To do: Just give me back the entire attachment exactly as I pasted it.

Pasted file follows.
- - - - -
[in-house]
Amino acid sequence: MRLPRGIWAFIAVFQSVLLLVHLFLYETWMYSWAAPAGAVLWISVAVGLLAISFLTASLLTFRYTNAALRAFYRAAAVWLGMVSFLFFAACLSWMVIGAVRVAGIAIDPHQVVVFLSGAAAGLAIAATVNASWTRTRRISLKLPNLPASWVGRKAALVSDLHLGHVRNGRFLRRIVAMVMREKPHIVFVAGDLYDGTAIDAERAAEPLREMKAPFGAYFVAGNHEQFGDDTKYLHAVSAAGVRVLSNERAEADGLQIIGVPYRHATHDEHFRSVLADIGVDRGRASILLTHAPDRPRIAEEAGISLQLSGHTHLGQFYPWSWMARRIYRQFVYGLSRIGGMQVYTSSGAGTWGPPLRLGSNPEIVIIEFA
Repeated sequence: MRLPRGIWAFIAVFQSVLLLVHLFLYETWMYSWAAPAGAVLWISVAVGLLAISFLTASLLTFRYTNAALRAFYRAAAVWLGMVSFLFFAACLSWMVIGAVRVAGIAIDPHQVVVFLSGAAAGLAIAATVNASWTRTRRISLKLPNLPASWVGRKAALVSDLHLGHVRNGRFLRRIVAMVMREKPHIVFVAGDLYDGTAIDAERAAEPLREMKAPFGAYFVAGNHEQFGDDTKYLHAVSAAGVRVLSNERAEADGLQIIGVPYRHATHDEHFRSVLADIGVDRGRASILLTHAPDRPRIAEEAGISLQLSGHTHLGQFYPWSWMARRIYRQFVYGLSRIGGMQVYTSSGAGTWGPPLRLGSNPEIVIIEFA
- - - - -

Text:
[in-house]
Amino acid sequence: MRLPRGIWAFIAVFQSVLLLVHLFLYETWMYSWAAPAGAVLWISVAVGLLAISFLTASLLTFRYTNAALRAFYRAAAVWLGMVSFLFFAACLSWMVIGAVRVAGIAIDPHQVVVFLSGAAAGLAIAATVNASWTRTRRISLKLPNLPASWVGRKAALVSDLHLGHVRNGRFLRRIVAMVMREKPHIVFVAGDLYDGTAIDAERAAEPLREMKAPFGAYFVAGNHEQFGDDTKYLHAVSAAGVRVLSNERAEADGLQIIGVPYRHATHDEHFRSVLADIGVDRGRASILLTHAPDRPRIAEEAGISLQLSGHTHLGQFYPWSWMARRIYRQFVYGLSRIGGMQVYTSSGAGTWGPPLRLGSNPEIVIIEFA
Repeated sequence: MRLPRGIWAFIAVFQSVLLLVHLFLYETWMYSWAAPAGAVLWISVAVGLLAISFLTASLLTFRYTNAALRAFYRAAAVWLGMVSFLFFAACLSWMVIGAVRVAGIAIDPHQVVVFLSGAAAGLAIAATVNASWTRTRRISLKLPNLPASWVGRKAALVSDLHLGHVRNGRFLRRIVAMVMREKPHIVFVAGDLYDGTAIDAERAAEPLREMKAPFGAYFVAGNHEQFGDDTKYLHAVSAAGVRVLSNERAEADGLQIIGVPYRHATHDEHFRSVLADIGVDRGRASILLTHAPDRPRIAEEAGISLQLSGHTHLGQFYPWSWMARRIYRQFVYGLSRIGGMQVYTSSGAGTWGPPLRLGSNPEIVIIEFA